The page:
The most important distinction between ferrous and non-ferrous metals is the presence or absence of iron. Ferrous metals contain iron. Non-ferrous metals don’t.

Understanding the practical differences between the two categories of metal isn’t quite as straightforward. Each of them has its own distinct set of properties that determines everything from appearance to applications. Read on to find out about these more nuanced distinctions.

The History

The most common and easily-recognized non-ferrous metals are copper and bronze. These metals were first discovered at the end of the stone age and have been used by people for constructing tools, weapons, and structural components for millennia.

Iron wasn’t discovered until around 1,200 BC. This date marks the beginning of the iron age when ferrous metals became commonplace. Today, contractors and consumers alike can take advantage of both ferrous and non-ferrous metals in Custom Metal Fabrication.

The Benefits

Each type of ferrous and non-ferrous metal has its own unique set of benefits and drawbacks. Materials in each of these categories tend to have more similarities than differences, though, so there are some advantages that span most or all metal types within the category.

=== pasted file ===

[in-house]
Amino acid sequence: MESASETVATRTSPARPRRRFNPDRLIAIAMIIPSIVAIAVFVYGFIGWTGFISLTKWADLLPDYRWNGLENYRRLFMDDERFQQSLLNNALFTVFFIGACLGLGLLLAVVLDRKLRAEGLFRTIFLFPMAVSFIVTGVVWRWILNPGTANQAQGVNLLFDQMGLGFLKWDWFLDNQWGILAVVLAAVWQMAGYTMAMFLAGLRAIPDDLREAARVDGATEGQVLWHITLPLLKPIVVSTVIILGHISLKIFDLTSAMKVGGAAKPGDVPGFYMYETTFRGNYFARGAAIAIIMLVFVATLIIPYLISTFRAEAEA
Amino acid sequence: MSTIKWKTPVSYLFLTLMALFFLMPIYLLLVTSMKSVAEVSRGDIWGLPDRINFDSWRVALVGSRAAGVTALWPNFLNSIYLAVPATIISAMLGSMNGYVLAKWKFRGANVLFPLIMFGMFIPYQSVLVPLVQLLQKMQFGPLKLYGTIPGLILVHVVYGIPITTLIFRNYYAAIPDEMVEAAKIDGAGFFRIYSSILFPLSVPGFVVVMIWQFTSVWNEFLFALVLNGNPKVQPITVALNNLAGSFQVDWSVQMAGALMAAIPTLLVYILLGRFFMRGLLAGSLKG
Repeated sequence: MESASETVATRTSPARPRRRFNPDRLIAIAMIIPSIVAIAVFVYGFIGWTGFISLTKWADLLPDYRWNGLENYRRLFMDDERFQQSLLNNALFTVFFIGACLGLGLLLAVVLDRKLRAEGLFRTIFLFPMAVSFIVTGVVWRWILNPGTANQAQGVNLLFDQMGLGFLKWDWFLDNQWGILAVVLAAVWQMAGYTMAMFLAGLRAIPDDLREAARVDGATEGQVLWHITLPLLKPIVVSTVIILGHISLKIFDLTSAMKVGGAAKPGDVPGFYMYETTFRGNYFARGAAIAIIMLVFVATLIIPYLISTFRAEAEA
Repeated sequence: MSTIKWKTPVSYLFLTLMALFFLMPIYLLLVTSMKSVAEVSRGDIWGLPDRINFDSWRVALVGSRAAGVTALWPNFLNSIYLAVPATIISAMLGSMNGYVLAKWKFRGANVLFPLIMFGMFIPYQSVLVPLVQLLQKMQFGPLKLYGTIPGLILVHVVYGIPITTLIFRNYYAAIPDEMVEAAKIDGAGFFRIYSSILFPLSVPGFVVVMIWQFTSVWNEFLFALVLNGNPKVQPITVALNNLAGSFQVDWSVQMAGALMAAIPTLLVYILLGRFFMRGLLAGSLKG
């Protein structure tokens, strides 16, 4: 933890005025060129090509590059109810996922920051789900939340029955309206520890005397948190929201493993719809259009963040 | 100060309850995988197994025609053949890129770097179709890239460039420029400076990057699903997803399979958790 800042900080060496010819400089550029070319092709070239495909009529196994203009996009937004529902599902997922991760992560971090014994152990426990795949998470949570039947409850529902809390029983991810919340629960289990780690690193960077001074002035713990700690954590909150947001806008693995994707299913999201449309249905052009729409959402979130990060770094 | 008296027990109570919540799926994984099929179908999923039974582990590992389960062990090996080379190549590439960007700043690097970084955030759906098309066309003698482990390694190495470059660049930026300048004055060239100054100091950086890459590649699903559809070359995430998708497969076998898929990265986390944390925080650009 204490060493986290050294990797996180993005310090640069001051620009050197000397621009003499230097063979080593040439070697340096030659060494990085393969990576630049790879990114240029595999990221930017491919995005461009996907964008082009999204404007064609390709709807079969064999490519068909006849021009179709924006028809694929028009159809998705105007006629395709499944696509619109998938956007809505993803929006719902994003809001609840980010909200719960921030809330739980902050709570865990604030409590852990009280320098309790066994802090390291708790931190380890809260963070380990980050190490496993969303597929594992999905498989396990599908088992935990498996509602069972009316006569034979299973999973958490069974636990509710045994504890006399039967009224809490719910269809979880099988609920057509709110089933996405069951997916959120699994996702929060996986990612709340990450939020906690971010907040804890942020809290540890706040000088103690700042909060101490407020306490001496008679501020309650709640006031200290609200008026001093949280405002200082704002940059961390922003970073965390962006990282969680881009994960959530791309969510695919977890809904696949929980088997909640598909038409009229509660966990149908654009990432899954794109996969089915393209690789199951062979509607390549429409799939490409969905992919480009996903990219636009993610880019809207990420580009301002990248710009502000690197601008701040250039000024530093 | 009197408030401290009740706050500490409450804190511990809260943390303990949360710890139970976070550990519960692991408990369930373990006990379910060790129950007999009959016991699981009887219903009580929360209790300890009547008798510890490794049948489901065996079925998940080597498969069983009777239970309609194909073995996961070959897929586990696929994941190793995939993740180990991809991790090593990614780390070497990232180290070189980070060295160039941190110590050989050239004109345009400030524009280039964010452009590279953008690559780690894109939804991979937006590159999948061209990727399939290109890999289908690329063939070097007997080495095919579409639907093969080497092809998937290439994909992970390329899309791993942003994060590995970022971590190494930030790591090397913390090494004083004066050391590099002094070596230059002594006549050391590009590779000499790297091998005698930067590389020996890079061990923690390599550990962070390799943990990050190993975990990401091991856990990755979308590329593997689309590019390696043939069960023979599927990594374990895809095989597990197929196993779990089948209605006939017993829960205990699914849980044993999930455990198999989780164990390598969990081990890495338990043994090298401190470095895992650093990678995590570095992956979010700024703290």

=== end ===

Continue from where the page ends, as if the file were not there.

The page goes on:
Advantages of Ferrous Metals

The primary benefits of ferrous metals are their strength and durability. Materials like cast iron, wrought iron, and steel are well-known for their tensile strength. Some types of ferrous metal offer higher levels of fatigue strength than others, though, so it’s important to choose them carefully.

Ferrous metals are also resistant to heat. This can be a huge advantage when it comes to designing fire-proof structures or installing metal fixtures in heat-prone areas like commercial kitchens. Ferrous metals are also magnetic, which can offer an advantage for specific applications like manufacturing refrigerators, motors, and certain electrical components.

Advantages of Non-Ferrous Metals

Non-ferrous metals are lighter weight and more malleable. They also have a higher level of rust and corrosion resistance since they contain no iron. They’re also non-magnetic, which gives them an advantage in wiring applications and some types of small electronics manufacturing.

Some types of non-ferrous metal have high electrical conductivity, while others have low melting points. Each non-ferrous metal is used for different applications.

The Applications

Since every type of metal has different properties, they’re all suited to different applications. That goes for not just ferrous vs. non-ferrous metals, but also each material that falls into these two categories.

Common Applications for Ferrous Metals

Here are a few of the most common applications for different types of ferrous metals:

Common Applications for Non-Ferrous Metals

It’s common for non-ferrous metals to be used in outdoor applications like gutters, roofing, and the fabrication of pipes. Here are a few other applications:

How to Choose

Still not sure which type of metal will be best for a particular application? It’s always best to ask a metal fabricator.